Humanity is moving towards a future where almost everyone will be a migrant or digital native. In another ten to fifteen years, virtually the entire society will be connected, with the entry of new services like the SpaceX satellite network.
Today, for about a third of humanity who already uses a smartphone, messaging and status updates via social networks are more natural than having a live chat. Social networks are already part of our daily lives and using them is already as common as turning on the TV or brushing our teeth.
In a world where social interactions are based on emojis and channeled through a front camera, the platforms we use become more than mere service providers; they are the connective tissue of our society.
What are the services most people are using to communicate?
Monthly Active Users (MAUs) is a metric commonly used to evaluate how many people are using a service on a regular basis. Here are the main social and messaging platforms in the world by MAUs:
By itself, the Facebook is a giant, but if we add the other platforms run by Mark Zuckerberg, it is possible to draw a clear picture of the person who controlled social media in 2018.
Facebook has emerged as the first truly global social network, reached a billion active monthly users and popularized the idea of social media. Facebook currently appears to be reaching engagement and growth levels, but acquisitions like Instagram e WhatsApp are driving growth for the company, with the former accounting for more than a third of revenue.
In China, the WeChat it is not just a typical message application. This "super app" - which facilitates everything from point-of-sale purchases to access to public services - is probably the model that other social platforms around the world will emulate as they seek a more complete integration with the lives of their users.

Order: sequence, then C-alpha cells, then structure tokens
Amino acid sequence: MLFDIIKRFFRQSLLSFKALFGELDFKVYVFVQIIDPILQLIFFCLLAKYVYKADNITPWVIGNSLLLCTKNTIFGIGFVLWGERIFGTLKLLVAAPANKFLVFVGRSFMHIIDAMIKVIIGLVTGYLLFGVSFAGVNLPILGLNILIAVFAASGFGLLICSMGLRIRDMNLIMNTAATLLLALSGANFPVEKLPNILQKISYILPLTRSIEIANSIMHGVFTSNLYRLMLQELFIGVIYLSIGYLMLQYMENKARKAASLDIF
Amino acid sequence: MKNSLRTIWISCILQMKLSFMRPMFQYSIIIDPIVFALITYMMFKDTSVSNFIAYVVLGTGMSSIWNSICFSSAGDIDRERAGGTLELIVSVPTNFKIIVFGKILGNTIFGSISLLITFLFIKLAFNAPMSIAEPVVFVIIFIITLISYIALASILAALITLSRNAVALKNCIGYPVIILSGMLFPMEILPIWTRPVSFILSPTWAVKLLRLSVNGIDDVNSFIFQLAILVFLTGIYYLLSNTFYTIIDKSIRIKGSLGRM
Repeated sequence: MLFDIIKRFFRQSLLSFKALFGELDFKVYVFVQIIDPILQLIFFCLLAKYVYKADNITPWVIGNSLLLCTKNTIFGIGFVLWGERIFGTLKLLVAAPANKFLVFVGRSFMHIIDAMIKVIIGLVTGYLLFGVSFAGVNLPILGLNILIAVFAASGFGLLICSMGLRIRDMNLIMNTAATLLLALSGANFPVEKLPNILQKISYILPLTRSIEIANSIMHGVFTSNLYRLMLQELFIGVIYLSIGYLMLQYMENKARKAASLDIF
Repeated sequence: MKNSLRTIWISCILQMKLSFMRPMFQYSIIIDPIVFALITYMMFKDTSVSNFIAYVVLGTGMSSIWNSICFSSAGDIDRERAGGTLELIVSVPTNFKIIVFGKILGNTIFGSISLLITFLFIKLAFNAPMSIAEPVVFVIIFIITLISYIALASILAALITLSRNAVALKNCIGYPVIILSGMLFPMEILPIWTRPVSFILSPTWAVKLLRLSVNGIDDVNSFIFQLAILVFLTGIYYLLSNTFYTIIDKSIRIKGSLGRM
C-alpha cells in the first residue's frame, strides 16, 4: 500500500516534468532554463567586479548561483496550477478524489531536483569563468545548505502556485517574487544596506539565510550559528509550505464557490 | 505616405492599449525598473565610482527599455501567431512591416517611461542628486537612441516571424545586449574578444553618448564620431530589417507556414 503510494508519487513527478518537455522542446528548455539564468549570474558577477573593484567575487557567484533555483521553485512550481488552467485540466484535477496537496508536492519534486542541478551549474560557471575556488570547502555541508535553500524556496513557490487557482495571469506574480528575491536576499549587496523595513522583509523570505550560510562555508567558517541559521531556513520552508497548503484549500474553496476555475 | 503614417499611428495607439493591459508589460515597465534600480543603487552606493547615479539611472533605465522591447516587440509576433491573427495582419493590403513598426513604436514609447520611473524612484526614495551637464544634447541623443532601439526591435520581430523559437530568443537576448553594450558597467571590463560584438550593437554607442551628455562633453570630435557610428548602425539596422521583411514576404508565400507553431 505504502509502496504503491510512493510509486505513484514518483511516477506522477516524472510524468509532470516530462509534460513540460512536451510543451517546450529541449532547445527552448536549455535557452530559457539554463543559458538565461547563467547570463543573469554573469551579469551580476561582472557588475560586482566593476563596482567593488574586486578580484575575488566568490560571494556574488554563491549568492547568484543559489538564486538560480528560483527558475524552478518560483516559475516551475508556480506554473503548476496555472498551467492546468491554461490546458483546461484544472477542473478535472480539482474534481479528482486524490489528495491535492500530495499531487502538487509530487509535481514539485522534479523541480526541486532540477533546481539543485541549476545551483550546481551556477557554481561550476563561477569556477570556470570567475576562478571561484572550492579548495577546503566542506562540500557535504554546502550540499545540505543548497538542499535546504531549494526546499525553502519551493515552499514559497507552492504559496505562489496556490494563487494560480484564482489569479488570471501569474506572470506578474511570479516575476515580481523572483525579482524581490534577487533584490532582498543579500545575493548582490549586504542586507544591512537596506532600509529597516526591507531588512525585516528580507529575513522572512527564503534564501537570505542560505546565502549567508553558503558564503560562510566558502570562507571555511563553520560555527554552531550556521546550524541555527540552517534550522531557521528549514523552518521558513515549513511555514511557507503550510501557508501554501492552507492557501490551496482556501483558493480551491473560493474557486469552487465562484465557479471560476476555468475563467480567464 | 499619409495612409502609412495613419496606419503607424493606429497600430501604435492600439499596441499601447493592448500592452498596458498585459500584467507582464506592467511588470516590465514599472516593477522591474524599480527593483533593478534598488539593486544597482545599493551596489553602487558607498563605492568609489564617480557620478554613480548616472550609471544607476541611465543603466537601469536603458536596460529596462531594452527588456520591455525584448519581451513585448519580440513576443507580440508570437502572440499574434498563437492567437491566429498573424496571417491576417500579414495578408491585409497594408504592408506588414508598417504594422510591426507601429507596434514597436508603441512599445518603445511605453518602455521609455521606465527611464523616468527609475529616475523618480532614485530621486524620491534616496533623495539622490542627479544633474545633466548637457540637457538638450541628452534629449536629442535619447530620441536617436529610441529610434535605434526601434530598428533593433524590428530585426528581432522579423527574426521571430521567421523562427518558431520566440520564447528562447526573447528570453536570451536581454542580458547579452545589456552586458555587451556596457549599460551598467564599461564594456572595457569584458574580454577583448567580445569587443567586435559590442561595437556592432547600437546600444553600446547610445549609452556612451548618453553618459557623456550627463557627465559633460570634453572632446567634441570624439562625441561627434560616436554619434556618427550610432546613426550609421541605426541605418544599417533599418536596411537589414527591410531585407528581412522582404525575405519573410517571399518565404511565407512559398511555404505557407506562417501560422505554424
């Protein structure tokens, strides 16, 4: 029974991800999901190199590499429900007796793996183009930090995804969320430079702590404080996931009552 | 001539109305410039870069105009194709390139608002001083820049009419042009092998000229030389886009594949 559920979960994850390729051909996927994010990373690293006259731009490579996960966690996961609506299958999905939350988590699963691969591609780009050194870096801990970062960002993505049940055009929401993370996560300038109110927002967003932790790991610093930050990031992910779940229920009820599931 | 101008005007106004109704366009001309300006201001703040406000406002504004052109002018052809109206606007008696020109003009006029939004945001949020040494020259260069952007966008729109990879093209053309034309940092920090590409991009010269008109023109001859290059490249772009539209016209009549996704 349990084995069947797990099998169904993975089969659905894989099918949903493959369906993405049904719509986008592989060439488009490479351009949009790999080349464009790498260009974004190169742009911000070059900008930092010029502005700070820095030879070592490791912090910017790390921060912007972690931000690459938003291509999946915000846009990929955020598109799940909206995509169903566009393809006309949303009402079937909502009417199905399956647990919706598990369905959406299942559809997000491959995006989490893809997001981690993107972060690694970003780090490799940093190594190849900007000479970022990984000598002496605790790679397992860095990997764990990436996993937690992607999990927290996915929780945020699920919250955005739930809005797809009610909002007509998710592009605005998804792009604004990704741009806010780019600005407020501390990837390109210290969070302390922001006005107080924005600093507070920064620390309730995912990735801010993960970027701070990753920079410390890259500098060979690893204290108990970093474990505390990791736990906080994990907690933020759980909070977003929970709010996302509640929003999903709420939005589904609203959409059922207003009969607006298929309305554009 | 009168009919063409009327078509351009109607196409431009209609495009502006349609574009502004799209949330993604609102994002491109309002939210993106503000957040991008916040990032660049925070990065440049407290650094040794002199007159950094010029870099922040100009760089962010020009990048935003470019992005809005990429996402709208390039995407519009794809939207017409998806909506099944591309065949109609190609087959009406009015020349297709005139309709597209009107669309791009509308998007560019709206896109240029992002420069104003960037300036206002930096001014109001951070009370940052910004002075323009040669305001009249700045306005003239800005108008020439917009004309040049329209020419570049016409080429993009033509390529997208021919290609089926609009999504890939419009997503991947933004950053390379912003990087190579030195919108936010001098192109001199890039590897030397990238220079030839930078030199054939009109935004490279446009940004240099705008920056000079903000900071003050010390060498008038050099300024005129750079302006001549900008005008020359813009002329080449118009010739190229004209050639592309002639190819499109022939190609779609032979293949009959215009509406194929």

Because WeChat is usually also used for work, the average user spends about an hour on the application per day. This is a level of engagement that most platforms can only dream of.
When people have something to say publicly or seek to discuss big issues in the news cycle, they often use Twitter. Tweets from world leaders and CEOs can have far-reaching consequences, and hashtag social movements have united more people than ever before to affect change. For better or worse, Twitter plays an important role in modern society.
Unfortunately for Twitter, a great responsibility translated into greater scrutiny than strong revenue growth. The company has faced high-profile controversies over harassment, bots and fake news, and has struggled to achieve growth expectations. Twitter is still experimenting with new ways to monetize its 300 millions of active users.
In short, the year that is about to end was a digital year and led by social media around the world.